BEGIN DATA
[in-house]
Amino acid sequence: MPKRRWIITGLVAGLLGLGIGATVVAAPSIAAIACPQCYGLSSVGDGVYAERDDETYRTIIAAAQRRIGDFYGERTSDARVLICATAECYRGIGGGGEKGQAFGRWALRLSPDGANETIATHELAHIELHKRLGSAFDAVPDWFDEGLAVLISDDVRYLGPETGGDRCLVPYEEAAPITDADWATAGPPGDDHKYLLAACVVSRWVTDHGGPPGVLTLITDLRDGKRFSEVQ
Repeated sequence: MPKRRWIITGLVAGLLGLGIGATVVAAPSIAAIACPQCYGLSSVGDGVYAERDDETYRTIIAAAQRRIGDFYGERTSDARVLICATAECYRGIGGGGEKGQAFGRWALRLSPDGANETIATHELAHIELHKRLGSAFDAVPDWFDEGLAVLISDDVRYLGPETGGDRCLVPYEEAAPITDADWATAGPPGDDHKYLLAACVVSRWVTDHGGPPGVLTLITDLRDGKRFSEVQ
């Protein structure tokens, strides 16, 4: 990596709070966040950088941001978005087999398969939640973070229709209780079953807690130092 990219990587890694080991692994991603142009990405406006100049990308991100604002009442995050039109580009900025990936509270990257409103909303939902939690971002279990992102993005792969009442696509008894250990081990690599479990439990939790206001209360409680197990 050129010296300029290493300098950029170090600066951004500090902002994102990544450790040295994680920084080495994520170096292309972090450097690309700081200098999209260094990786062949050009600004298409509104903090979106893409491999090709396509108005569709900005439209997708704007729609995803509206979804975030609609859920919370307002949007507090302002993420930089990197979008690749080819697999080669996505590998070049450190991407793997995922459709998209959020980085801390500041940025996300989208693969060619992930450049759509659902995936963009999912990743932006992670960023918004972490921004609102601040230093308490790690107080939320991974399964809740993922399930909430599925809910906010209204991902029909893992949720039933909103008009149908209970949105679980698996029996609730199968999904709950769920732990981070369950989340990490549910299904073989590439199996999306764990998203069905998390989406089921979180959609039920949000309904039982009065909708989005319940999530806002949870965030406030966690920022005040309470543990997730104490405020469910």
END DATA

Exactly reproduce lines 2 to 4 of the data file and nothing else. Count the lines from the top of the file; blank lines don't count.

Amino acid sequence: MPKRRWIITGLVAGLLGLGIGATVVAAPSIAAIACPQCYGLSSVGDGVYAERDDETYRTIIAAAQRRIGDFYGERTSDARVLICATAECYRGIGGGGEKGQAFGRWALRLSPDGANETIATHELAHIELHKRLGSAFDAVPDWFDEGLAVLISDDVRYLGPETGGDRCLVPYEEAAPITDADWATAGPPGDDHKYLLAACVVSRWVTDHGGPPGVLTLITDLRDGKRFSEVQ
Repeated sequence: MPKRRWIITGLVAGLLGLGIGATVVAAPSIAAIACPQCYGLSSVGDGVYAERDDETYRTIIAAAQRRIGDFYGERTSDARVLICATAECYRGIGGGGEKGQAFGRWALRLSPDGANETIATHELAHIELHKRLGSAFDAVPDWFDEGLAVLISDDVRYLGPETGGDRCLVPYEEAAPITDADWATAGPPGDDHKYLLAACVVSRWVTDHGGPPGVLTLITDLRDGKRFSEVQ
């Protein structure tokens, strides 16, 4: 990596709070966040950088941001978005087999398969939640973070229709209780079953807690130092 990219990587890694080991692994991603142009990405406006100049990308991100604002009442995050039109580009900025990936509270990257409103909303939902939690971002279990992102993005792969009442696509008894250990081990690599479990439990939790206001209360409680197990 050129010296300029290493300098950029170090600066951004500090902002994102990544450790040295994680920084080495994520170096292309972090450097690309700081200098999209260094990786062949050009600004298409509104903090979106893409491999090709396509108005569709900005439209997708704007729609995803509206979804975030609609859920919370307002949007507090302002993420930089990197979008690749080819697999080669996505590998070049450190991407793997995922459709998209959020980085801390500041940025996300989208693969060619992930450049759509659902995936963009999912990743932006992670960023918004972490921004609102601040230093308490790690107080939320991974399964809740993922399930909430599925809910906010209204991902029909893992949720039933909103008009149908209970949105679980698996029996609730199968999904709950769920732990981070369950989340990490549910299904073989590439199996999306764990998203069905998390989406089921979180959609039920949000309904039982009065909708989005319940999530806002949870965030406030966690920022005040309470543990997730104490405020469910």